||Ground: Tui, Kên, Li
Ch'ien / Modesty
Ch'ien / Modesty
Above K'UN THE RECEPTIVE, EARTH
Below KÊN KEEPING STILL, MOUNTAIN
hexagram is made up of the trigrams Kên, Keeping Still, mountain,
and K'un. The mountain is the youngest son of the Creative, the
representative of heaven and earth. It dispenses the blessings of
heaven, the clouds and rain that gather round its summit, and
thereafter shines forth radiant with heavenly light. This shows what
modesty is and how it functions in great and strong men. K'un, the
earth, stands above. Lowliness is a quality of the earth: this is the
very reason why it appears in this hexagram as exalted, by being placed
above the mountain. This shows how modesty functions in lowly, simple
people: they are lifted up by it.
MODESTY creates success.
The superior man carries things through.
is the law of heaven to make fullness empty and to make full what is
modest; when the sun is at its zenith, it must, according to the law of
heaven, turn toward its setting, and at its nadir it rises toward a new
dawn. In obedience to the same law, the moon when it is full begins to
wane, and when empty of light it waxes again. This heavenly law works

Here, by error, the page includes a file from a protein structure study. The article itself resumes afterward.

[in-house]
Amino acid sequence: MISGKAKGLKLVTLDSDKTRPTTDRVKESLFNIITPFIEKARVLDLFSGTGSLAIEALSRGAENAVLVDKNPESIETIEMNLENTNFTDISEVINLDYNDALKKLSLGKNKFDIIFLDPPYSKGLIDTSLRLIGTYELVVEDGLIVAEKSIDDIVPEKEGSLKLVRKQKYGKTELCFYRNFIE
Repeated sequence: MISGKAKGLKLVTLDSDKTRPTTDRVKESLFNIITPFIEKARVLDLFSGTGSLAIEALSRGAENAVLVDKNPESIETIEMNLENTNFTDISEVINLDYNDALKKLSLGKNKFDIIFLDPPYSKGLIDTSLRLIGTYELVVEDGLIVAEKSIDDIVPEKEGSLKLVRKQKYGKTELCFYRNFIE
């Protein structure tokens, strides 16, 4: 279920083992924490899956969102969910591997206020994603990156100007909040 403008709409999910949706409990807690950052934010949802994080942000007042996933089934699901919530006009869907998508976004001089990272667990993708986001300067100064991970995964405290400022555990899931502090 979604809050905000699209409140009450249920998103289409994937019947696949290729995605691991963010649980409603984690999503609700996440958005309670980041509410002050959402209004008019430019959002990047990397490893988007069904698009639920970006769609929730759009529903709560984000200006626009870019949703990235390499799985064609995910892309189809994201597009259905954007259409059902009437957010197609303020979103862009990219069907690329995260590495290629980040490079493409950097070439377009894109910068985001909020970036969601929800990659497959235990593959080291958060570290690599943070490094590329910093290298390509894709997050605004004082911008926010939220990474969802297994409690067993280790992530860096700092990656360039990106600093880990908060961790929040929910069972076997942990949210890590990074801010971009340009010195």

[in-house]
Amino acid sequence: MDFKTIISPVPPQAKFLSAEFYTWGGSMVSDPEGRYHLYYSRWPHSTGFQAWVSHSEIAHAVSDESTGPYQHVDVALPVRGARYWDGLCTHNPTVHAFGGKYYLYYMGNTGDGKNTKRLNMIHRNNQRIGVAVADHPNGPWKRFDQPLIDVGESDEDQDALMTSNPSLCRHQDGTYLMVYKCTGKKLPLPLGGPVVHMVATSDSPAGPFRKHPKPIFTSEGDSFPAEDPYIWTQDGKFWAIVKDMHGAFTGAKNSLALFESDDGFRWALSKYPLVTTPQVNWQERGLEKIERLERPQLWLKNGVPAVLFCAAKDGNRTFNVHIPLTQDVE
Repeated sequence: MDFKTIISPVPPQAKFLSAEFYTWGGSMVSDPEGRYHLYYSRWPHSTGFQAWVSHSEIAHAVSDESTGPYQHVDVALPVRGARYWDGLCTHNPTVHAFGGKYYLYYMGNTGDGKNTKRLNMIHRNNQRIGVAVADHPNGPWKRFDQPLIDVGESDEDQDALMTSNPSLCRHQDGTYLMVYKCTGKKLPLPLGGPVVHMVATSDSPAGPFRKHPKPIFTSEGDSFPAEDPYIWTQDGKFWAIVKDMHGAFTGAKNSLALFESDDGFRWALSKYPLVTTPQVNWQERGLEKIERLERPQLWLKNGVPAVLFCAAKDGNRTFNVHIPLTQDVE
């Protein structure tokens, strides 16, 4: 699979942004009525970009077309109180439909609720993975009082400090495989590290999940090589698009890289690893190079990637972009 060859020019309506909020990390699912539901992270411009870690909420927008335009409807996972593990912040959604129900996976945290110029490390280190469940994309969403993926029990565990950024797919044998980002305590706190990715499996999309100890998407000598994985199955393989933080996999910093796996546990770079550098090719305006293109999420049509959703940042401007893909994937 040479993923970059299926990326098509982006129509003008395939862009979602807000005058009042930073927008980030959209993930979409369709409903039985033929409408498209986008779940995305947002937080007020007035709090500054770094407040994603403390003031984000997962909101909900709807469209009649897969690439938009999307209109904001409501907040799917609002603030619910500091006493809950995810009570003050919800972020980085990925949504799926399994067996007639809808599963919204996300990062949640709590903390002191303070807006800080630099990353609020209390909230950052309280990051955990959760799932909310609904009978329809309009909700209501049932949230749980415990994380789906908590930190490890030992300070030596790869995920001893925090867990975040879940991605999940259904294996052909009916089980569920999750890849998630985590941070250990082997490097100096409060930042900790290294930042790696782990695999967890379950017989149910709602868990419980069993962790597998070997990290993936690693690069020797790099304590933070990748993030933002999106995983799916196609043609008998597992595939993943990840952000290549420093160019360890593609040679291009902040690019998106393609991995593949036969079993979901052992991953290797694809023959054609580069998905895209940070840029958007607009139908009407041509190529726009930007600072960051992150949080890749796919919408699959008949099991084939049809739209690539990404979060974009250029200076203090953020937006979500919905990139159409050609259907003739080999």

itself out in the fates of men also. It is the law of earth to alter
the full and to contribute to the modest. High mountains are worn down
by the waters, and the valleys are filled up. It is the law of fate to
undermine what is full and to prosper the modest. And men also hate
fullness and love the modest.
destinies of men are subject to immutable laws that must fulfill
themselves. But man has it in his power to shape his fate, according as
his behavior exposes him to the influence of benevolent or of
destructive forces. When a man holds a high position and is
nevertheless modest, he shines with the light of wisdom; if he is in a
lowly position and is modest, he cannot be passed by. Thus the superior
man can carry out his work to the end without boasting of what he has
Within the earth, a mountain:
The image of MODESTY.
Thus the superior man reduces that which is too much,
And augments that which is too little.
He weighs things and makes them equal.
wealth of the earth in which a mountain is hidden is not visible to the
eye, because the depths are offset by the height of the mountain. Thus
high and low competent each other and the result is the plain. Here an
effect that it took a long time to achieve, but that in the end seems
easy of accomplishment and self-evident, is used as the image of
modesty. The superior man does the same thing when he establishes order
in the world; he equalizes the extremes that are the source of social
discontent and thereby creates just and equable conditions.